When troubleshooting whether it's possible to recover a lost base VMDK file using a snapshot, it helps to look...
at how VMDK files and snapshots work within vSphere.
How snapshots work
When we take a VMware snapshot, we don't actually duplicate any data from the original disk. Instead the original disk is placed into a read-only state and a new redo log -- sometimes called a delta disk -- is created. This delta disk is a placeholder for any writes occurring on the VM from that point forward.
Figure 1 helps illustrate how the snapshot process works. Imagine a disk holding the word "SNAPSHOT" with each letter residing in its own block. When we take a snapshot of the disk, the original word becomes read-only and a new delta VMDK is created. The second block is changed to "L" and an "S" is added in the ninth block to create the new word "SLAPSHOTS."
With all files intact, we have a couple of options. We could delete the snapshot, which would simply merge the new blocks into the original VMDK and commit "SLAPSHOTS" to our VM -- or we could revert to a point in time, meaning we could revert back to when the disk read "SNAPSHOT." Each time a snapshot is created, a new delta disk is made, meaning we could revert to any point in the snapshot chain.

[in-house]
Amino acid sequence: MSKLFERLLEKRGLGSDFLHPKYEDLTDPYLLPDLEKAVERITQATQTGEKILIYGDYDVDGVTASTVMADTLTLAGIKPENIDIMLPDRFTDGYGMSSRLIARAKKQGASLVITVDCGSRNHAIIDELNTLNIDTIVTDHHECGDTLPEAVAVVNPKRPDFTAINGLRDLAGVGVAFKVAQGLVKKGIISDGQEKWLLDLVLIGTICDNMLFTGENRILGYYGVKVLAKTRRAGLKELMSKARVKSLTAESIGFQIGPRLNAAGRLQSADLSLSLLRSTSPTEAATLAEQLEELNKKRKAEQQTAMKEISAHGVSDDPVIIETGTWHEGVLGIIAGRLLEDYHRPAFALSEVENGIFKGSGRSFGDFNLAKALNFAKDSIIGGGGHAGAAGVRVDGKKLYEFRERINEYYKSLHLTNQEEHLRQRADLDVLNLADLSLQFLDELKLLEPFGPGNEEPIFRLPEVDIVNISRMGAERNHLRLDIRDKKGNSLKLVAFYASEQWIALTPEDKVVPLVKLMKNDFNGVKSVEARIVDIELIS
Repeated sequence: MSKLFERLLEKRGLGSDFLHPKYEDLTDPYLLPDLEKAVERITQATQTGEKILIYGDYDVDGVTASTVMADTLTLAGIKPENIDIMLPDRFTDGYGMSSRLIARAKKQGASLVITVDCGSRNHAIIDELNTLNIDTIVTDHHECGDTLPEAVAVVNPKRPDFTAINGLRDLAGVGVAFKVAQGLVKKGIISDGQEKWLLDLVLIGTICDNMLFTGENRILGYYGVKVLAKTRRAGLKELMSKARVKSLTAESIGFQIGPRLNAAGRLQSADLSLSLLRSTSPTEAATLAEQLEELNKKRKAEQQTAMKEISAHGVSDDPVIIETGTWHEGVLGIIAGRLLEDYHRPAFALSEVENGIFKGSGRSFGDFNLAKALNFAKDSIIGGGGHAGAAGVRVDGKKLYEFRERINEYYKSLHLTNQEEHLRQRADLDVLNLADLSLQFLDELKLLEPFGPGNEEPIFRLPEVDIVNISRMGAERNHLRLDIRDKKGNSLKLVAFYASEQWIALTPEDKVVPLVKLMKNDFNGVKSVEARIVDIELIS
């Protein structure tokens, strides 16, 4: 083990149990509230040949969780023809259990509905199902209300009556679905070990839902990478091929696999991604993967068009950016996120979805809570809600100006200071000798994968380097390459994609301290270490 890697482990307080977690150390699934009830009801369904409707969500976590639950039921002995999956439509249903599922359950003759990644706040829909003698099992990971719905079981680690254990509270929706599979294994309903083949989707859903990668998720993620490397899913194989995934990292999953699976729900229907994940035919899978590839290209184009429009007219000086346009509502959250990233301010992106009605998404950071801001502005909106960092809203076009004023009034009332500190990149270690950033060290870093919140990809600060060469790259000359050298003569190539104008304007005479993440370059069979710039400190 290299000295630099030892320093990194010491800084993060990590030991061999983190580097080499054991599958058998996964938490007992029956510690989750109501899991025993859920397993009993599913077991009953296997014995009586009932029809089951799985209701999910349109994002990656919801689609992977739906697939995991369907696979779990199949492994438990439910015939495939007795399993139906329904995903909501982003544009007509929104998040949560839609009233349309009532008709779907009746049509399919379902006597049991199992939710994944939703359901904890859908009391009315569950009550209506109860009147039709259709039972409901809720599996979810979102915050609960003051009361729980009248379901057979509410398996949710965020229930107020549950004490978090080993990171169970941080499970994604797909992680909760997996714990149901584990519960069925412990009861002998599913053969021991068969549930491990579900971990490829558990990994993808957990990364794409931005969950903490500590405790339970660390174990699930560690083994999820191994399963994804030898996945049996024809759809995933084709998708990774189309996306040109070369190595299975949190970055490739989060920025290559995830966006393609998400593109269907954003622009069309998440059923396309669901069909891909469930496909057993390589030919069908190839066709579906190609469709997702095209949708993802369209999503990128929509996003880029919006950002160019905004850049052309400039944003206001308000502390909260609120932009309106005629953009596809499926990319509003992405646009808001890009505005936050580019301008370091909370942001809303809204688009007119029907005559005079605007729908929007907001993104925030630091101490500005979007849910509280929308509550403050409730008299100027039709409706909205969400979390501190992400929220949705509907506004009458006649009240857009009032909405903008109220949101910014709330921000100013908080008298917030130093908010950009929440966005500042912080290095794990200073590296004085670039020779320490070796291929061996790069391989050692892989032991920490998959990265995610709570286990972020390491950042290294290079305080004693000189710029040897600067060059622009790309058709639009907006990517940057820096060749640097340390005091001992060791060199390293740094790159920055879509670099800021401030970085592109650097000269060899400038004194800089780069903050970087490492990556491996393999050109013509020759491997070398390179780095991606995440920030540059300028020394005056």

A doomed rescue mission?
If the original VMDK gets corrupt or deleted, a lot of challenges are presented. As you can see in Figure 2, the original disk containing the word "SNAPSHOT" is gone. What we are left with now is a delta disk which contains the letters "L" and "S," with metadata pointing to a disk that no longer exists.
As you can probably conclude, without the original disk or the original blocks containing "SNAPSHOT," there is no way to reconstruct anything with the partial data left in the delta file.
Recovery depends on what is missing
Recovering a lost base VMDK from just a snapshot file is not possible, but depending on which base VMDK file is lost you may have some options. A virtual machine disk is made up of two different files; the -flat .VMDK file -- the most important portion of the virtual disk -- holds all the data and is a descriptor file that tells the virtual machine's configuration file -- the .vmx file -- all about its respective disk.
If the -flat.VMDK file is lost, there isn't much you can do except hope a backup exists. If the descriptor file is missing, then you can use the ESXi command line to perform a recovery. See VMware's knowledge base article 1002511 for the steps to perform this.
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